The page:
The seven symptoms that your sales team is not negotiating effectively...

Most people make the mistake of thinking of “sales” as one process requiring one set of skills. It’s not.

Every new sale involves two very distinct tasks: converting a prospect into a willing buyer and turning that buying interest into a profitable deal.  In short: selling and negotiating.

Under-performance in either of these two tasks is costly to the bottom line.

A great salesperson with poor negotiation skills will deliver promising leads, but then lose important business to competitors. Deals are often one-dimensional, one-off and at poor margins. Volume is often achieved at the expense of client satisfaction and sacrificing price, rather than negotiating for value.

In contrast, a poor salesperson with great negotiation skills will excel at developing new business from existing clients and deliver sustainable deals at good margins. Their struggle is to grow the business by delivering new clients.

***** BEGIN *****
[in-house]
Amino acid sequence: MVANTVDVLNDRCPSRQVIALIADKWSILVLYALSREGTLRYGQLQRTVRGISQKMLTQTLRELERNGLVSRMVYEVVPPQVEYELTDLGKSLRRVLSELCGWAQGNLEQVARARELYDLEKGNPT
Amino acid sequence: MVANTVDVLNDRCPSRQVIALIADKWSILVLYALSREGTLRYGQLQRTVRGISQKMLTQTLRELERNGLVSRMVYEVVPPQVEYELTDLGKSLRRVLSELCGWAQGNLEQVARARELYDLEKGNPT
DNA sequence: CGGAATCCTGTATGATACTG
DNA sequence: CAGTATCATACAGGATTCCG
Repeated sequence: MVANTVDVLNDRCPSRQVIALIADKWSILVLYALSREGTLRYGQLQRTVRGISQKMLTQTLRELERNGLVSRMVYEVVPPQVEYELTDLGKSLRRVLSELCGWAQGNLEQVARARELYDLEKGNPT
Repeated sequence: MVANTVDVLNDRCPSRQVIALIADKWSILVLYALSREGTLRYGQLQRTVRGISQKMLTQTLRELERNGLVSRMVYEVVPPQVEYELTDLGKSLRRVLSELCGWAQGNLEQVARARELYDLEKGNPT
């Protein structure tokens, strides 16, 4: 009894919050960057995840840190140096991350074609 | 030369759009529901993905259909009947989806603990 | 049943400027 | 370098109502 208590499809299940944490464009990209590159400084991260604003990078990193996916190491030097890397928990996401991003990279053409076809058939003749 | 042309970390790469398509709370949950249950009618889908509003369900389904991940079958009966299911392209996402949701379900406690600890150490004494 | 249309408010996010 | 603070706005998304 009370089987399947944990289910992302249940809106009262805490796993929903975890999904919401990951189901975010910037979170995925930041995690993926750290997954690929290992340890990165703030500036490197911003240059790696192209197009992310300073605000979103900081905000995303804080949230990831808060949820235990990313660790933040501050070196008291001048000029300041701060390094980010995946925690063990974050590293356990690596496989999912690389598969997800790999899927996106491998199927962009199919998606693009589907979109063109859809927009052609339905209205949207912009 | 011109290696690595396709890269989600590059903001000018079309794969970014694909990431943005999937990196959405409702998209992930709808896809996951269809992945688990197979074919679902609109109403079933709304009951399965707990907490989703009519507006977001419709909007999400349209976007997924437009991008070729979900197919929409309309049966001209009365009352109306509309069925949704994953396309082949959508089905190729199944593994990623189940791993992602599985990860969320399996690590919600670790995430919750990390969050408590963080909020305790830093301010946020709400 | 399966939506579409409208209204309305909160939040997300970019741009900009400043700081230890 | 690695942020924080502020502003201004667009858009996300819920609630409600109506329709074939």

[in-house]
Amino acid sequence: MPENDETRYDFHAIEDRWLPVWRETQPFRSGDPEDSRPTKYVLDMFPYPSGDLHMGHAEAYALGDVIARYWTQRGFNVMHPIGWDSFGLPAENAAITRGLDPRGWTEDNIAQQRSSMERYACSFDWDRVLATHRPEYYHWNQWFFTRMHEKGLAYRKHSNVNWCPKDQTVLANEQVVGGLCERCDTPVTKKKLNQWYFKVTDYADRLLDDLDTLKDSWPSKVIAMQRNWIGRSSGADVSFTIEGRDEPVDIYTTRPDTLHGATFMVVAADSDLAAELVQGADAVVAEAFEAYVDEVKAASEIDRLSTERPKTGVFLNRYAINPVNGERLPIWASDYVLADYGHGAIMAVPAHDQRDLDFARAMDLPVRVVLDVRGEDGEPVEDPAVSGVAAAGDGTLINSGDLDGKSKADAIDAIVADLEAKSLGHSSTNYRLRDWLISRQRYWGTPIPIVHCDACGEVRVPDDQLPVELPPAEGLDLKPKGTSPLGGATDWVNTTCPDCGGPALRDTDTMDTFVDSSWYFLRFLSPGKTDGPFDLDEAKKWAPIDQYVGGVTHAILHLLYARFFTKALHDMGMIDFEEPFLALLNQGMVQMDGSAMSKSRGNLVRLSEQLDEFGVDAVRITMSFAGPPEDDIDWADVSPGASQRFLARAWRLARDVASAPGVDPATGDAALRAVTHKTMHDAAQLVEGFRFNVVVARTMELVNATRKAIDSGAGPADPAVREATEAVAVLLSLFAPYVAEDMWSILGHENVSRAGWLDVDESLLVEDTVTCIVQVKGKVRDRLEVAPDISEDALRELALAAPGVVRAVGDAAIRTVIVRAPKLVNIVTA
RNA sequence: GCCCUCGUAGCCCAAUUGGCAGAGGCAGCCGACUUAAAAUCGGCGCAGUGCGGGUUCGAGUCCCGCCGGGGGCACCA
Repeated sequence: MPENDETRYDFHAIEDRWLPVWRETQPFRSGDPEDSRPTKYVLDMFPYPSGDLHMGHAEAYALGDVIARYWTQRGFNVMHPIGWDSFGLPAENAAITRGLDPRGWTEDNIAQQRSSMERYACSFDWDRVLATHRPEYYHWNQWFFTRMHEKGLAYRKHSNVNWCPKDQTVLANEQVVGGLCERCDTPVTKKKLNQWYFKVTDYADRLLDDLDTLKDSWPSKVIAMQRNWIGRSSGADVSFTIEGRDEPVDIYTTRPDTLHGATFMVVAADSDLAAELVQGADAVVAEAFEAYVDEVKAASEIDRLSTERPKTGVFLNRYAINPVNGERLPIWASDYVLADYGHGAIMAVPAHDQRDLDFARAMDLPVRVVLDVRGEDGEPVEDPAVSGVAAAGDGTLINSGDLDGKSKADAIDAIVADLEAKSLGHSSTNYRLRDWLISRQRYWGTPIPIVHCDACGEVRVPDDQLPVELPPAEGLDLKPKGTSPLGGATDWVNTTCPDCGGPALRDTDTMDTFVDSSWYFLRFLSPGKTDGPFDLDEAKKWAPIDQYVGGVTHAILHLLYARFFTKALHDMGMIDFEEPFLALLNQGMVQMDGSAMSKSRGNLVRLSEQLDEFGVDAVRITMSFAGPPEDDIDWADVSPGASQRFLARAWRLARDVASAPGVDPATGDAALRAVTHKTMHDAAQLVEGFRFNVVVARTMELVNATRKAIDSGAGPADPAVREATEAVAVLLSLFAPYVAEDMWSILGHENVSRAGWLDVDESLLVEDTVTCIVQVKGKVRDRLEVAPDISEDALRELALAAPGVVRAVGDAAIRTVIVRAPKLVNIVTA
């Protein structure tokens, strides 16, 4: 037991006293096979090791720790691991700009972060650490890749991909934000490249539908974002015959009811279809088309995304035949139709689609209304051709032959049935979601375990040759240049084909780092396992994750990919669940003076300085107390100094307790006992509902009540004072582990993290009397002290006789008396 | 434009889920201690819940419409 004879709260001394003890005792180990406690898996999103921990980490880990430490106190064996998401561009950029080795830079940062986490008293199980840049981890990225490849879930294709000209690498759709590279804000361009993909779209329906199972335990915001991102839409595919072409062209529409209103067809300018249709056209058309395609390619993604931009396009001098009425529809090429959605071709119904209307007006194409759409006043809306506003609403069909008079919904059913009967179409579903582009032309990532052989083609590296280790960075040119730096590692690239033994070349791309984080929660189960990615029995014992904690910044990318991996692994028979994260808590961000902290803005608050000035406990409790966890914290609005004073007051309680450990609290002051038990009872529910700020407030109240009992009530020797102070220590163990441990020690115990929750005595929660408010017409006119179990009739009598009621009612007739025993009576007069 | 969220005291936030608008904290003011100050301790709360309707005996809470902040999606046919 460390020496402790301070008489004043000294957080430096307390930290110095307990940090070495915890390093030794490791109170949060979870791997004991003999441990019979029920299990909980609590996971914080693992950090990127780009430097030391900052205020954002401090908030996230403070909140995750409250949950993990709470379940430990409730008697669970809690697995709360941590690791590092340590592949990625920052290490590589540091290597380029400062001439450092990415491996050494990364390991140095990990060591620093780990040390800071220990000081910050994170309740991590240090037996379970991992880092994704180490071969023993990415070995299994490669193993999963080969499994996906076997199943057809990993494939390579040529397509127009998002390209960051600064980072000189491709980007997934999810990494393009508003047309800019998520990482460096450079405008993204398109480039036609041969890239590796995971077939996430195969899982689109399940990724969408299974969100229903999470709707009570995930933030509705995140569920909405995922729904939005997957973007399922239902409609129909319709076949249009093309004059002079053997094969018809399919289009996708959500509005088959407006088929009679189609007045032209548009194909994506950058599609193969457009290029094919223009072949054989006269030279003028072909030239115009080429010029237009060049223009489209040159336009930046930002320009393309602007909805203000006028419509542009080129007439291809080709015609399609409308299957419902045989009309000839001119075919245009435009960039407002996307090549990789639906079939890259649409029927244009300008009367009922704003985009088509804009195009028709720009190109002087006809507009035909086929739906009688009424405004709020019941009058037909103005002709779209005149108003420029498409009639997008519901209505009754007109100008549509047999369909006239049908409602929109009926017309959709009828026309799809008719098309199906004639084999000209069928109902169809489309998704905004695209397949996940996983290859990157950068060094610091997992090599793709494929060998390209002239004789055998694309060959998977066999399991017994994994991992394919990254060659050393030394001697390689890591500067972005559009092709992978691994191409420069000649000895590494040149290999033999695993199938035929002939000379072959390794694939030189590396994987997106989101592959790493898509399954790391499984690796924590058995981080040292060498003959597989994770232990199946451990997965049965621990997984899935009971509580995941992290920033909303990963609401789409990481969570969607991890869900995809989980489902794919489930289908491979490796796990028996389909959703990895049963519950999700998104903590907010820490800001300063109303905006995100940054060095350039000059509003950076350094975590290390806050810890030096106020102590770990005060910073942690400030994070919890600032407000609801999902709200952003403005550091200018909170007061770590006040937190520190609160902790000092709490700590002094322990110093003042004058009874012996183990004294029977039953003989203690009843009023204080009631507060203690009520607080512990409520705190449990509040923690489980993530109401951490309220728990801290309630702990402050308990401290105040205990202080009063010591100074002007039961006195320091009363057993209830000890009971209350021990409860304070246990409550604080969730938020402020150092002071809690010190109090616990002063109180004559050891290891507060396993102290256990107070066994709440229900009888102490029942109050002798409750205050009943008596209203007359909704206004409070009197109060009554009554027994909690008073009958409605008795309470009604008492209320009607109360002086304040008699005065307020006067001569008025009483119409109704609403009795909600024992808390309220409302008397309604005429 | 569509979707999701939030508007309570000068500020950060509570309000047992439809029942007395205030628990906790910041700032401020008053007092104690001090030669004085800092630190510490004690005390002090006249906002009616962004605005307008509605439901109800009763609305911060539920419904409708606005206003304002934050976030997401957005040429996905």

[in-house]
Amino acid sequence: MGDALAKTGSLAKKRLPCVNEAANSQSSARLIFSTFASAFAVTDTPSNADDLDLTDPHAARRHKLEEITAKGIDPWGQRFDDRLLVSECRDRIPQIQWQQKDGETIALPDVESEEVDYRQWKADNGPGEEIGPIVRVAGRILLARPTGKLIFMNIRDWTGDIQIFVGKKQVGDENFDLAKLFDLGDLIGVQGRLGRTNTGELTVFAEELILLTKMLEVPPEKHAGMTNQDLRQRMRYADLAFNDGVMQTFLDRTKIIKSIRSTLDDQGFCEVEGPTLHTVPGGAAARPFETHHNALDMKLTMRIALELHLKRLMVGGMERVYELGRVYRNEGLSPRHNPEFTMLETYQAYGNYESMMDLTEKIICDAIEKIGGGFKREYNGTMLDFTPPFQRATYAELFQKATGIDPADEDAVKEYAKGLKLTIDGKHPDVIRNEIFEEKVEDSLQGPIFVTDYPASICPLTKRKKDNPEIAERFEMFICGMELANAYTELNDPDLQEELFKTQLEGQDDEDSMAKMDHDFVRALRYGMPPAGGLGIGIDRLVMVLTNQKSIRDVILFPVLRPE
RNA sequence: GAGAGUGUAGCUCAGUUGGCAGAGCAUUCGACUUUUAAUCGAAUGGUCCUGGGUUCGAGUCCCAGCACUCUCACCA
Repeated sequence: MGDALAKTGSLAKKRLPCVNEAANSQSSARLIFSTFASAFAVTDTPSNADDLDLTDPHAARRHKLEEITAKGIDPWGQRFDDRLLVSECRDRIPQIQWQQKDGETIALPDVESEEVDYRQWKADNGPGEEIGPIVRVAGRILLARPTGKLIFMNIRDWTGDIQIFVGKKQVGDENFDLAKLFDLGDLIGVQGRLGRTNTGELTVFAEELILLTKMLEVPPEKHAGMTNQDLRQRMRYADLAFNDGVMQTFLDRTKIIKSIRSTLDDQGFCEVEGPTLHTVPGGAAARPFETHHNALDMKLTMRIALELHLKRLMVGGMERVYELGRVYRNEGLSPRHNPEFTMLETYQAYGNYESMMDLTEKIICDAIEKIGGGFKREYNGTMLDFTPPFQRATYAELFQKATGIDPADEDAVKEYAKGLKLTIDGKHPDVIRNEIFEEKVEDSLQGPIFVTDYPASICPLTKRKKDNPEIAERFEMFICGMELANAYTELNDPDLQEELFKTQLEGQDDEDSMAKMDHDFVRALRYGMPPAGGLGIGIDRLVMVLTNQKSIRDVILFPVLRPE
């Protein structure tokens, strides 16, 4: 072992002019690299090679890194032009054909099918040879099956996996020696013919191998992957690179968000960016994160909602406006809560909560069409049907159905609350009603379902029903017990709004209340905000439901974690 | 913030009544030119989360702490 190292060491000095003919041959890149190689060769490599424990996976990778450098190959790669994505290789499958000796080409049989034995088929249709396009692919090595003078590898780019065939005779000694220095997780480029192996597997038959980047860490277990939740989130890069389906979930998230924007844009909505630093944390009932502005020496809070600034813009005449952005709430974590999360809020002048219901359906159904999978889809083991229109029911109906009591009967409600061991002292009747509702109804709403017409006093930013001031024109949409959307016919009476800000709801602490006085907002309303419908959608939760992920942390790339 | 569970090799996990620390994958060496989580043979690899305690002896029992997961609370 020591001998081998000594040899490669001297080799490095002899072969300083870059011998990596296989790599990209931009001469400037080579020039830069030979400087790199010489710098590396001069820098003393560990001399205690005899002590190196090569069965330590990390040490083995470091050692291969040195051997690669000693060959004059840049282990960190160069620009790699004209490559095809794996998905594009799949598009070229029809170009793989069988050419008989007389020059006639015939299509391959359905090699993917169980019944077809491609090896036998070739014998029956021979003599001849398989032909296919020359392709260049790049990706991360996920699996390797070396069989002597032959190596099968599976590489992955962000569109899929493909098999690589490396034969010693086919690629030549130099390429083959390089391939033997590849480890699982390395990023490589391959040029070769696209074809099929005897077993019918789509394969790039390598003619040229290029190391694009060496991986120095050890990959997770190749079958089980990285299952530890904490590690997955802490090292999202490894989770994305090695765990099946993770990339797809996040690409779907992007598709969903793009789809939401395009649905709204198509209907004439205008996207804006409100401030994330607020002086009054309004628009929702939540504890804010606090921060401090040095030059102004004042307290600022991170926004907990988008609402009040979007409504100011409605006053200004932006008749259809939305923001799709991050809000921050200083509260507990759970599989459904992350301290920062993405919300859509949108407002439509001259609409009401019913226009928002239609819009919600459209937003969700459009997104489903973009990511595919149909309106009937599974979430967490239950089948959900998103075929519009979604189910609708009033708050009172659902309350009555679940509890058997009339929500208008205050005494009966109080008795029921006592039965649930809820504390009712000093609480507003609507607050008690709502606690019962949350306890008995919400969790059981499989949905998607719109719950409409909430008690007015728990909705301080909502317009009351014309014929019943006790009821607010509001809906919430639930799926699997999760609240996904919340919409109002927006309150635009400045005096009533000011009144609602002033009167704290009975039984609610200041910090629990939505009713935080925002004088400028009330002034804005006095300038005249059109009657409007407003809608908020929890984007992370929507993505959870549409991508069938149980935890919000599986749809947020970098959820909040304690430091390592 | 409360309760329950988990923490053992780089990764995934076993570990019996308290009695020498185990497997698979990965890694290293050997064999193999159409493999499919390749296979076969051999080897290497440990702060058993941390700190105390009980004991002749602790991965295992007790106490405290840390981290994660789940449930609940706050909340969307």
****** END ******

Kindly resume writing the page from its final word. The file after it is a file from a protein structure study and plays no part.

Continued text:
No business can afford a sales team that does not excel at both selling and negotiating.

How do you tell whether your team needs to develop their selling or negotiating skills? Here are seven symptoms that often hold sales teams back:
Yes   No
  ☐     ☐  Plenty of enquiries, but not closing enough business
  ☐     ☐  Regularly writing low-margin business
  ☐     ☐  Win-rate of bids, tenders and proposals should be higher
  ☐     ☐  The sales and delivery/fulfillment teams don’t work in close cooperation
  ☐     ☐  Too much business is one-off, rather than long-term
  ☐     ☐  Long list of ‘lapsed’ former clients
  ☐     ☐  New clients tend to come through sales and marketing, rather than referral

All of the above are hallmarks of sales teams with weak negotiation skills.  If you have ticked “Yes” three or more times, investing in professional negotiation skills training for your sales force will yield greater returns than investing in their sales skills.

It takes two to tango. In the great dance-off for business, no sales team will make the grade if their negotiation skills are limping along.

Onwards and upwards…

Matt Lohmeyer

Matt Lohmeyer